Kemrock makes inroads into carbon fibre market

Rahul Wadke Mumbai | Updated on March 12, 2018

Kemrock Industries and Exports Ltd, Vadodara has managed to make inroads into the estimated $12 billion global carbon fibre market. In six months, when its production goes on-stream, it will be the only Indian company producing carbon fibre.

Carbon fibre is also called carbon fibre reinforced plastic. It is a very strong and lightweight composite material, which is increasingly replacing aluminium and other alloys in aerospace, military missiles applications, and even F1 racing car industry.

Globally, 70 per cent production of carbon fibres is controlled by Japanese companies, which are reluctant to supply to India for strategic applications.

Difficult to make

Dr S. C. Lakkad, an expert on composites materials and former deputy director of IIT-Bombay, said that carbon fibres are difficult to make as the final product is very sensitive and dependent on the processes it undergoes. While producing the fibres very toxic hydrocyanic gas is also produced, this needs to be contained properly. However, with Kemrock getting into this market, the global monopolies will shatter,” he said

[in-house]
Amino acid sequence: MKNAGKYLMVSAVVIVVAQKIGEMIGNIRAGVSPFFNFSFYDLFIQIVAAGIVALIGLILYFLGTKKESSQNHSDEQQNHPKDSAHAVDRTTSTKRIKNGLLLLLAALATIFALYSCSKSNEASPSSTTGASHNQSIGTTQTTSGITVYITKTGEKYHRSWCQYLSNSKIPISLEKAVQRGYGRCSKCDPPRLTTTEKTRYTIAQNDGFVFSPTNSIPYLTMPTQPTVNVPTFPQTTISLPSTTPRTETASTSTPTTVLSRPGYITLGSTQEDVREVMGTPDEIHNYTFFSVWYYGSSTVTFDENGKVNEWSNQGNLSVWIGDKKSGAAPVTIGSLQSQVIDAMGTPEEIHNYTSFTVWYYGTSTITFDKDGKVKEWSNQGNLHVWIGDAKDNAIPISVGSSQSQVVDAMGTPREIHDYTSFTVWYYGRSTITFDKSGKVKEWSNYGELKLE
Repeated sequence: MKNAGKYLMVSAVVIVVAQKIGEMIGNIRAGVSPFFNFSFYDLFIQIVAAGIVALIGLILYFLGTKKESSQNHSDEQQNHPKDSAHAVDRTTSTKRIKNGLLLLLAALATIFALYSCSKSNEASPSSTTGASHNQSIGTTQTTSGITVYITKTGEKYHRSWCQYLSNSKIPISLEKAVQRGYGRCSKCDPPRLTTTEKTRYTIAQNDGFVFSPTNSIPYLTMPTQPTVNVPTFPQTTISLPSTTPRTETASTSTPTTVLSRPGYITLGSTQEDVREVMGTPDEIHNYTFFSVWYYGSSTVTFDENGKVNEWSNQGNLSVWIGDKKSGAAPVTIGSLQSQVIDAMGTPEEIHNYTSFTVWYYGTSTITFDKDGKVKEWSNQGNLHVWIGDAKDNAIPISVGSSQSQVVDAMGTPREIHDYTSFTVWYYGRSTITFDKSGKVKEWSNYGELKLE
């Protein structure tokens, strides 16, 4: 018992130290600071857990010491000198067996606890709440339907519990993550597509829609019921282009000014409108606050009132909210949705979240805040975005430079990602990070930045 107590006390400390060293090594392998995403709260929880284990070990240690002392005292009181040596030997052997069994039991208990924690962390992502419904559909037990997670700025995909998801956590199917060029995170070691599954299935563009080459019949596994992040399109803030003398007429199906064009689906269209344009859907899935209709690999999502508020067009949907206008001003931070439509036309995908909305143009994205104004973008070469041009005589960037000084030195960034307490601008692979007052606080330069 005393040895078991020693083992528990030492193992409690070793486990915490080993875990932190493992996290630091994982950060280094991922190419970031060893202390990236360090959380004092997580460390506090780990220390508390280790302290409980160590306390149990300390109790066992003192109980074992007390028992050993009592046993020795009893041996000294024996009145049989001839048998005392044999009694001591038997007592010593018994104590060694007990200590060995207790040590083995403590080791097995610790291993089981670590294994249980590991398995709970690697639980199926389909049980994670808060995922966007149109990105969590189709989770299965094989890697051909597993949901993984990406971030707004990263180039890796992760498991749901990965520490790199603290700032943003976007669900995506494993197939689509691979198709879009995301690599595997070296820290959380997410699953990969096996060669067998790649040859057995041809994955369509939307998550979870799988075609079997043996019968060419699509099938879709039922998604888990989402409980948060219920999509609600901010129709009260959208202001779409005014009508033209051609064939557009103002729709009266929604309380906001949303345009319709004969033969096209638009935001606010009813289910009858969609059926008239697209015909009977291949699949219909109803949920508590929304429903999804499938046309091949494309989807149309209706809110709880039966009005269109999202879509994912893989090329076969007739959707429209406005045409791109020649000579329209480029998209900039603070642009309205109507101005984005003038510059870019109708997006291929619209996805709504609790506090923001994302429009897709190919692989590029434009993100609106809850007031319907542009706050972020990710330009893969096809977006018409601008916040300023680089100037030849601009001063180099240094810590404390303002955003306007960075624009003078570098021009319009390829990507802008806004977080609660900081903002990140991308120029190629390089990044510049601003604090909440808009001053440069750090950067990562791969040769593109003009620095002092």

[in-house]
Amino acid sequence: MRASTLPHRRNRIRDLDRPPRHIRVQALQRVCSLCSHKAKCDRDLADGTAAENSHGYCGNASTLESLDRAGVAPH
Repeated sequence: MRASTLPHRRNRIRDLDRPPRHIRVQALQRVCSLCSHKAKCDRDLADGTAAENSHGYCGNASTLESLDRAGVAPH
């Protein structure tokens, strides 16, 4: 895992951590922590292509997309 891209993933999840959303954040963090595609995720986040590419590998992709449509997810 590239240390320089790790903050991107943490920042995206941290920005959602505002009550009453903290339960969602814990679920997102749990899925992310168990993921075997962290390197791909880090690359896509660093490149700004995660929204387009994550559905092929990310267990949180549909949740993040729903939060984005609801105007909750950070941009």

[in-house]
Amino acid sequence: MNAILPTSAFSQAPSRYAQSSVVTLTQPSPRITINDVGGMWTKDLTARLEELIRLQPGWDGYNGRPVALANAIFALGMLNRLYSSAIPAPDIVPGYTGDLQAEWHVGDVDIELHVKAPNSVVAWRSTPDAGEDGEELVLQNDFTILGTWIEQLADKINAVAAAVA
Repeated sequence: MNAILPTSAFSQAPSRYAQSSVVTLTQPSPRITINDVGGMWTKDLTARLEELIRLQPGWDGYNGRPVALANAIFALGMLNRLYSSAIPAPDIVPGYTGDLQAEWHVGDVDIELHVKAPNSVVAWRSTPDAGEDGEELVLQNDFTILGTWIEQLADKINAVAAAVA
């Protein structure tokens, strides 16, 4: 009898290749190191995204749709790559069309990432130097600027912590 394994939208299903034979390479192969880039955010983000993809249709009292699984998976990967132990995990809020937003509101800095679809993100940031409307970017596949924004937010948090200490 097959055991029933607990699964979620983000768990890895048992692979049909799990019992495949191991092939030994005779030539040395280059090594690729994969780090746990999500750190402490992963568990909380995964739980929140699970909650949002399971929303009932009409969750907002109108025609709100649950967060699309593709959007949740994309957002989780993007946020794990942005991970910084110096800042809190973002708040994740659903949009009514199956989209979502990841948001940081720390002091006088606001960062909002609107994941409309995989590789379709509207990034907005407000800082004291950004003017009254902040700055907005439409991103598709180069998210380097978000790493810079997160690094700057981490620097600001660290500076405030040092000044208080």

Mr Kalpesh Patel, Chairman and Managing Director of Kemrock, told Business Line that, in this monopoly market his company has managed to make a dent. “Currently, our 300-tonne capacity, created with Rs 200-crore capex, is being fine-tuned and once fully stabilised in six months, we will start production. By 2013, we hope to scale-up our production to 2,000 tonnes,” he said.

To sell the fibres in the global market, Kemrock will consider joint ventures and technology transfer agreements, Mr Patel said.

MoU with HAL

Kemrock has also entered into a memorandum of understanding (MoU) with Hindustan Aeronautics (HAL) for a joint venture (JV) company to develop carbon fibre. Three-hundred tonnes of its production will be procured by HAL for aerospace applications.

Foreign companies fear that if Indian moon mission can happen in $100 million, then India can make similar hi-tech products cheaply, and that the value of their products will go down,” Mr Patel said.

Currently, as India is export dependent on carbon fibres, therefore some of these foreign companies sell us the material at inflated rates. They also keep an eye on us, whether we are using it for a missile casing or any other strategic material, Mr Patel said.

Published on March 09, 2011

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